I’m applying to this because I need the money and I’m currently using my degree to write blog posts on topics such as, “20 of the Weirdest Etsy Items.” So please hire me NOW.  

Weird Etsy
20 Weirdest Things on Etsy

I hated every minute of it – the struggle to find the rights words to encapsulate why you were the perfect person for this job and how you just knew you would love working there. Then emailing your letter off into the internet abyss and waiting. Waiting was the worst. It could be a few weeks, it could be months. I tried to follow up by email or even phone calls if I was desperate. Most of the time, I felt like I was shouting into a cave, my voice echoing back at me in the face of this invisible company that was aloof and stony-faced.

Meanwhile, I was bouncing from internship to internship, while also working part-time jobs on the side. Despite feeling like I was wasting my college degree, I felt lucky to work in a beautiful tiny tea shop, with earthy wooden counters, surrounded by iron teapots and huge canisters of pungent tea. The shop’s mission was to focus on the art of tea, with food that was made with care and organic ingredients. Most of the customers were wonderful and intriguing. I also discovered my love of event planning and rediscovered my love of poetry there. My second job was in retail, which I mostly hated because, despite the quirky, beautiful atmosphere, the company culture was catty and all the managers played favorites. But it did help me make friends in my austere isolated suburban town. I also now have plenty of fuel for writing if I ever need to write about rich white women and their attitudes towards sales people.

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Sip Tea Lounge

Long story short, one and a half years go by and I’m pretty much in the same place. I don’t know what I want, but I find jobs I want. So I apply, but I just don’t quite have the ‘thing’ they’re looking for. Part of it is that I’m terrible in interviews. I hate being put on the spot and talking myself up. I turn into a nervous stammering wreck, who loses track of what I’m saying and then ends up trailing off.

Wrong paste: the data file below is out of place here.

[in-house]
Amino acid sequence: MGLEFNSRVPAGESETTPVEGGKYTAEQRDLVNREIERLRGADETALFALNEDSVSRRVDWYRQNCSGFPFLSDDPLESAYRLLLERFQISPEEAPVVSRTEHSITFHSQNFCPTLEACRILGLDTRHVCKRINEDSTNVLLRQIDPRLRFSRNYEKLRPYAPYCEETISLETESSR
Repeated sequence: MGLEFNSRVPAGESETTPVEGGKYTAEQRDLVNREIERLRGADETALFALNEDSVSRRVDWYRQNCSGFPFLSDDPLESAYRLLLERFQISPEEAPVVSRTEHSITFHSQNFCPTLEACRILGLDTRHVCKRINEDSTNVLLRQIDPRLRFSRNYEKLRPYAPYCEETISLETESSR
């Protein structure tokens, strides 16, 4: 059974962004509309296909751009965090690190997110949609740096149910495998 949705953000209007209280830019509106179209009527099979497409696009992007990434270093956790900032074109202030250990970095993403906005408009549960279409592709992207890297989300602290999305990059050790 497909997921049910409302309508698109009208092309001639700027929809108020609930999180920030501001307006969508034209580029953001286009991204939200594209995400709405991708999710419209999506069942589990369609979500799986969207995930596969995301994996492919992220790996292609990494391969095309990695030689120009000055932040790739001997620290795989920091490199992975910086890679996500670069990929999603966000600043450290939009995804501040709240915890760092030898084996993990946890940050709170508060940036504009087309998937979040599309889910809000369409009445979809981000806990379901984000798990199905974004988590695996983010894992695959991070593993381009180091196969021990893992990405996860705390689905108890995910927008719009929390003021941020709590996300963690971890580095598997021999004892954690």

At the time, I was in a long-distance relationship. Every time I visited my boyfriend, I felt so sad to leave him in a city that was actually affordable, where there were a million things going on and the possibilities seemed endless. Part of this was because we were still in the honeymoon phase of our relationship. But part of it was also the fact that I was returning to a place where I spent most of my time at work or home, where I was working so hard to pay my student loans and save money but I still just seemed to be treading water. I found myself sinking lower and lower into a funk. I started applying to jobs in Baltimore, hoping for a change. I went on a few interviews and continued to be my messy self. It was like stepping into the room turned the interviewers into demons and my inner self-doubt emerged to dance around the room, taunting me.

I didn’t have a job waiting for me, but I had a loving, supportive boyfriend, so I took a leap and transferred stores to a Maryland location of the store where I was already working. I quickly discovered that being in Baltimore was different and exciting. I suddenly had a big group of friends. There were things to do. Cheap things – sometimes free things. It helped lift my funk.

But moving locations doesn’t necessarily mean anything changes. You can’t escape your problems. Two years went by and I still didn’t have the full-time job I longed for. I felt incredibly guilty for moving from one support system (my parents) to another (my boyfriend). I felt like I had tried to make a change but I had reverted to my old patterns.

When I was let go from a contracted job after just three months, I decided I was done. Frustrated and fed up. I decided that it was time to take my career into my own hands. I would try freelancing. I was already managing a family friend’s Twitter account, so I listed this on my resume. I started applying for freelance gigs. Through a connection (funnily enough through the job I was let go from), I managed to get a marketing and social media part-time position at an organization that focused on women business owners. I attended a happy hour hosted by the organization and met tons of interesting women. Through that, I got another gig. It didn’t pan out. But still, I’m getting work and I’m doing work that is relevant to my skills.Through a list serve, I got another gig. I feel confident and capable. I thought it was going to be an uphill battle, just like applying for jobs, but for the first time, I feel like I’ve taken my life into my hands and created something, instead of ending up in tears over rejection.

Freelancing is a whole different game. Being my own boss is incredibly hard and sometimes lonely. There’s no office chit chat, no one to explain things to me when I’m confused and no one to complain to when another coworker (or in my case, client) is being a pain in the butt. If I don’t know how to do something, I have to either commit to researching how to do it or reach out to ask for help from someone else who might know. As a woman, I find my skills second-guessed and questioned constantly by male clients who are more experienced (or at least think they are), consistently interrupt me and have a certain idea of how things should look.